Raspberry Pi Powers 3D Printed Gameboy – Video

It can play any emulator game and has a design identical to the original

Video and computer games may have evolved well past the point of Tetris, but a lot of people still seek out those old classics or more visually-rich versions of them. Adafruit decided to allow people to make a full jump back to the past, however.

By visiting the popular DIY instructional website (DIY sands for do-it-yourself), you can find the step-by-step guide to building your very own Gameboy, a device initially released by Nintendo decades ago.

The Gameboy can play Tetris, Paperboy, Super Mario Land, Double Dragon, and many, many other games, from visually-challenged, blocky titles to newer, more aesthetically evolved games. We can definitely think of worse ways to celebrate the 25th anniversary of the device launched back in the ‘80s.

It will definitely evoke feelings of nostalgia while letting you fill your time during a long train ride or airplane flight.

To make the Gameboy, you need the Raspberry Pi Model B mini PC (a credit card-sized Linux-run computer based on ARM processing technology), an SNES controller, a PiTFT Mini Kit, a GPIO Pi Cable, a PowerBoost 500 charger, a 2200mAh lithium cylindrical battery, and a Micro Lipo Charger.

The assembly will, sadly, require more than rudimentary knowledge of how Raspberry Pi works. Thorough experience will definitely help greatly, since it's not just a matter of printing the plastic outer shell. An ironic development now that the HummingBoard has shown potential to replace the Raspberry Pi.

Sure, 3D printing technology is the only reason the new Gameboy can be so easily and quickly made to look exactly like the original, but the internal wiring and programming is complicated.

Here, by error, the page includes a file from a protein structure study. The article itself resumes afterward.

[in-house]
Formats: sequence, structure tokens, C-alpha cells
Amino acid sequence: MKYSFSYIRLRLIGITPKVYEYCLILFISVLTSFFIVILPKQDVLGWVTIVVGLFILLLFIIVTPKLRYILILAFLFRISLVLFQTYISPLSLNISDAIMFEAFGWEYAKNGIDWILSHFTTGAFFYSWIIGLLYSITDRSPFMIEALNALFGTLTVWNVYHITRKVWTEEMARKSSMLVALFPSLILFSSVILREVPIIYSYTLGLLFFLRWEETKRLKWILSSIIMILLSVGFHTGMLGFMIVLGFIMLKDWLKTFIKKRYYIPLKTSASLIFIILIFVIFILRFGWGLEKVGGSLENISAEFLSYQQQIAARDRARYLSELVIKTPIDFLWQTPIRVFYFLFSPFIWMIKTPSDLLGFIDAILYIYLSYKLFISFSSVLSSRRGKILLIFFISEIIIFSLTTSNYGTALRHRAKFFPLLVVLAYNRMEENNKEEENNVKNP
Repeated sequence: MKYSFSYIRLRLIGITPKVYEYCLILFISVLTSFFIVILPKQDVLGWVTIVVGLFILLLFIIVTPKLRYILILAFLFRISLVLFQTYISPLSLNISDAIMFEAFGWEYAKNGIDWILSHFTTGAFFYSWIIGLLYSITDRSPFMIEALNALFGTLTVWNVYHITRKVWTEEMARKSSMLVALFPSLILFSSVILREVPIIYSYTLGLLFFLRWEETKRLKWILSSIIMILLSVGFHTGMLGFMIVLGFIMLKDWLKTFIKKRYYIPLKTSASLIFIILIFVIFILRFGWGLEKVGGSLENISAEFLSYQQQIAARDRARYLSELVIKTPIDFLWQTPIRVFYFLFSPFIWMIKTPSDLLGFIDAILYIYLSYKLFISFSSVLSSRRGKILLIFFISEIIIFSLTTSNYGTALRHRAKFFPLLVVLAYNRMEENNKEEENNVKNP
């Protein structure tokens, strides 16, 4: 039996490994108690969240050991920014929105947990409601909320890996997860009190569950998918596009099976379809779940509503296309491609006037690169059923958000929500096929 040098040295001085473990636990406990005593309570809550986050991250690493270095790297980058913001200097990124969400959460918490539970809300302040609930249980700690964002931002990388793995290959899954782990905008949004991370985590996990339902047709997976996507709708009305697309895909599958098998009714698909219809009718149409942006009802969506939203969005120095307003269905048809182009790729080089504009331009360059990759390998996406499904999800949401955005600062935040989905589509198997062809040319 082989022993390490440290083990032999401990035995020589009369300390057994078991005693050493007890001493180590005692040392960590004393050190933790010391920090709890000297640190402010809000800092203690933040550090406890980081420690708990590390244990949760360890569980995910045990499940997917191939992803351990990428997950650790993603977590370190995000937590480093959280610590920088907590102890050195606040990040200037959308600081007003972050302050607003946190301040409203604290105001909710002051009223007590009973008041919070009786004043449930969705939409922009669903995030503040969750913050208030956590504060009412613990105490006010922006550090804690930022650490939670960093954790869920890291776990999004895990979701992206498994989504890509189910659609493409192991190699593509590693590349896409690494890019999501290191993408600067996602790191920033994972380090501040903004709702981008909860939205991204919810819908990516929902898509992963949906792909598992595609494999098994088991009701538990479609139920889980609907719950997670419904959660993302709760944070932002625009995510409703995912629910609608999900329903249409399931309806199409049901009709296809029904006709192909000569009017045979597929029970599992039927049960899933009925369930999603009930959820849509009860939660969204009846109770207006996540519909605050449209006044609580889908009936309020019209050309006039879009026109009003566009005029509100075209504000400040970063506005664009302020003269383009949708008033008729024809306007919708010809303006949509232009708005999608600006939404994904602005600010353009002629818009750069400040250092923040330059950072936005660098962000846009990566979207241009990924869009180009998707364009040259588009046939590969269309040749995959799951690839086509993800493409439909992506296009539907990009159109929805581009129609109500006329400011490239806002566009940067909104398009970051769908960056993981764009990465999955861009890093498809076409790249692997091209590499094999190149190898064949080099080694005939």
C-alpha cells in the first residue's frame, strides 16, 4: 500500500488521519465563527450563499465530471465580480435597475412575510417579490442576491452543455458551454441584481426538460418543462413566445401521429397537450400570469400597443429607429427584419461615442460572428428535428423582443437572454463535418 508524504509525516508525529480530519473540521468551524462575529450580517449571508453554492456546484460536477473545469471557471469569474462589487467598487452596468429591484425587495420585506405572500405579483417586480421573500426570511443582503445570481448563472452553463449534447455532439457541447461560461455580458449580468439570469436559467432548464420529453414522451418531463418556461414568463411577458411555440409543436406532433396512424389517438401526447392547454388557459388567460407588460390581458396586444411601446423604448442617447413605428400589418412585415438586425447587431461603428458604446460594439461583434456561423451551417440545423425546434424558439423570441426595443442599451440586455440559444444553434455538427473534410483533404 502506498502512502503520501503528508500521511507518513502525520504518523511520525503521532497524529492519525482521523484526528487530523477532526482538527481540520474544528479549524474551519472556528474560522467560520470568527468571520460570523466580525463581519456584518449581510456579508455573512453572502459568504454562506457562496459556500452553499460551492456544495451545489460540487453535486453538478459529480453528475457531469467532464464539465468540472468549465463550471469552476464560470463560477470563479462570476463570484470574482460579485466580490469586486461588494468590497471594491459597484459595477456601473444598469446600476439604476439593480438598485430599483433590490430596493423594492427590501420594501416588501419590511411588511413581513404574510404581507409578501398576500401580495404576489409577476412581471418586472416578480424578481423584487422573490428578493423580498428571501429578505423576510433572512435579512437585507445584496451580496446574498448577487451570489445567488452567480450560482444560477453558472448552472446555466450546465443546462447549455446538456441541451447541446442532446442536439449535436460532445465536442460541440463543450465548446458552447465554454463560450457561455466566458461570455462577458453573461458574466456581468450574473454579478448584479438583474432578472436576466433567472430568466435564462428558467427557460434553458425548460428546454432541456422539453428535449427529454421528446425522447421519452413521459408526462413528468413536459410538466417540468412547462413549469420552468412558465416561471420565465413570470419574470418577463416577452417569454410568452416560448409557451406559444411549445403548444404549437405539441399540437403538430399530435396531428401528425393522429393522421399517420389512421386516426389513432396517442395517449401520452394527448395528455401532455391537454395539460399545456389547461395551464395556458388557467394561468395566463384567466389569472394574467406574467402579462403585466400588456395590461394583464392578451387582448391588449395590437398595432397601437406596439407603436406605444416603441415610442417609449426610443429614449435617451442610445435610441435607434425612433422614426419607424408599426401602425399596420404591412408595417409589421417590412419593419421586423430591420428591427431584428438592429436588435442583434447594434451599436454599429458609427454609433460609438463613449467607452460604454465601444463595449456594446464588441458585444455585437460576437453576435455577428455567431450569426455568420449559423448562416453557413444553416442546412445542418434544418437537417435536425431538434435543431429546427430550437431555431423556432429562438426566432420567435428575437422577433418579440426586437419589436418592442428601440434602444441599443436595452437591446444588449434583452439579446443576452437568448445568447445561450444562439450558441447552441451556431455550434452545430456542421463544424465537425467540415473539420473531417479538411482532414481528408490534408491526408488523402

Besides the 3D printer, you will need liberal helpings of wire strippers, a soldering iron (and solder of course), fun-tac, putty, and a heat shrink Pack, among other things. Having a second person nearby to lend a hand will help as well.

The most time-consuming part will be installing and programming the emulator to launch upon the press of the appropriate buttons (which can be 3D printed or taken from a Super Nintendo controller).

Just be sure your FDM 3D printer (fused deposition modeling, using plastic filament and an extruder) has a build volume of at least 150 x 150 x 100 mm / 5.90 x 5.90 x 3.93 inches.

All in all, even if you don't need a Gamboy or expect to use it much, Adafruit's instructions can be a great educational tool that provides its own incentive if you were to use it to teach programming and device manufacture to young students.


3D printed Gameboy, wires and all (8 Images)

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